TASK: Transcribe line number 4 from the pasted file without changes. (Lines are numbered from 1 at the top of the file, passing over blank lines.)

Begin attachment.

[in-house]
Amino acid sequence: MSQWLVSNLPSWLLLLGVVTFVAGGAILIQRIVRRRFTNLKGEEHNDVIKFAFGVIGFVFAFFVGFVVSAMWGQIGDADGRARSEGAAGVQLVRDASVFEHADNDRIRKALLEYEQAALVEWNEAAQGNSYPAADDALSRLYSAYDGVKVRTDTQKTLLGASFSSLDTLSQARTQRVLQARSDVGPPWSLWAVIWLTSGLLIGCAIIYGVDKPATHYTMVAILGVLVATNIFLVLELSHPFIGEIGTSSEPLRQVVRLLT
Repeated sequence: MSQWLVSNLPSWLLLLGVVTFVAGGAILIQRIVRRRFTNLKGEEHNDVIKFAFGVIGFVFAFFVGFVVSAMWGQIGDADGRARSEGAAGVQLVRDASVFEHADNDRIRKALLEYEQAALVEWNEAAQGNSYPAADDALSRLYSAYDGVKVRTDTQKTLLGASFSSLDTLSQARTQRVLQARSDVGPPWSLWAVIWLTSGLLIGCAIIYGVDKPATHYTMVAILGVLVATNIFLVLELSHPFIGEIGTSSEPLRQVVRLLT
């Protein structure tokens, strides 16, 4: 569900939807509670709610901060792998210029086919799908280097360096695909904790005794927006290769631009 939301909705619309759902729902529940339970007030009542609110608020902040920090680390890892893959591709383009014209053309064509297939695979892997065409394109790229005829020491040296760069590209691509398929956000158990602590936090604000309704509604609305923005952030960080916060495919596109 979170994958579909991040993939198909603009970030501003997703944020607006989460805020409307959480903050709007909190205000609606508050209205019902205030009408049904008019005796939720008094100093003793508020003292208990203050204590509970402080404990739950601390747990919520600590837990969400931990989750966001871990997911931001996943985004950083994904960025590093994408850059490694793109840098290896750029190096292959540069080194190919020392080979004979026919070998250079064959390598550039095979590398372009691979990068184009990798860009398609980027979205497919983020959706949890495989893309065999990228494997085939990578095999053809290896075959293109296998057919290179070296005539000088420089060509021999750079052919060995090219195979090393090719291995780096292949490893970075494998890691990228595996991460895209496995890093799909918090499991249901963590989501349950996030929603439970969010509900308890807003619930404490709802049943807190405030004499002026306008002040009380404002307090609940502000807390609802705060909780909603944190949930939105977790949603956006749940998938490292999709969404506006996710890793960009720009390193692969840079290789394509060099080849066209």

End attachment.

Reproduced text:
């Protein structure tokens, strides 16, 4: 569900939807509670709610901060792998210029086919799908280097360096695909904790005794927006290769631009 939301909705619309759902729902529940339970007030009542609110608020902040920090680390890892893959591709383009014209053309064509297939695979892997065409394109790229005829020491040296760069590209691509398929956000158990602590936090604000309704509604609305923005952030960080916060495919596109 979170994958579909991040993939198909603009970030501003997703944020607006989460805020409307959480903050709007909190205000609606508050209205019902205030009408049904008019005796939720008094100093003793508020003292208990203050204590509970402080404990739950601390747990919520600590837990969400931990989750966001871990997911931001996943985004950083994904960025590093994408850059490694793109840098290896750029190096292959540069080194190919020392080979004979026919070998250079064959390598550039095979590398372009691979990068184009990798860009398609980027979205497919983020959706949890495989893309065999990228494997085939990578095999053809290896075959293109296998057919290179070296005539000088420089060509021999750079052919060995090219195979090393090719291995780096292949490893970075494998890691990228595996991460895209496995890093799909918090499991249901963590989501349950996030929603439970969010509900308890807003619930404490709802049943807190405030004499002026306008002040009380404002307090609940502000807390609802705060909780909603944190949930939105977790949603956006749940998938490292999709969404506006996710890793960009720009390193692969840079290789394509060099080849066209």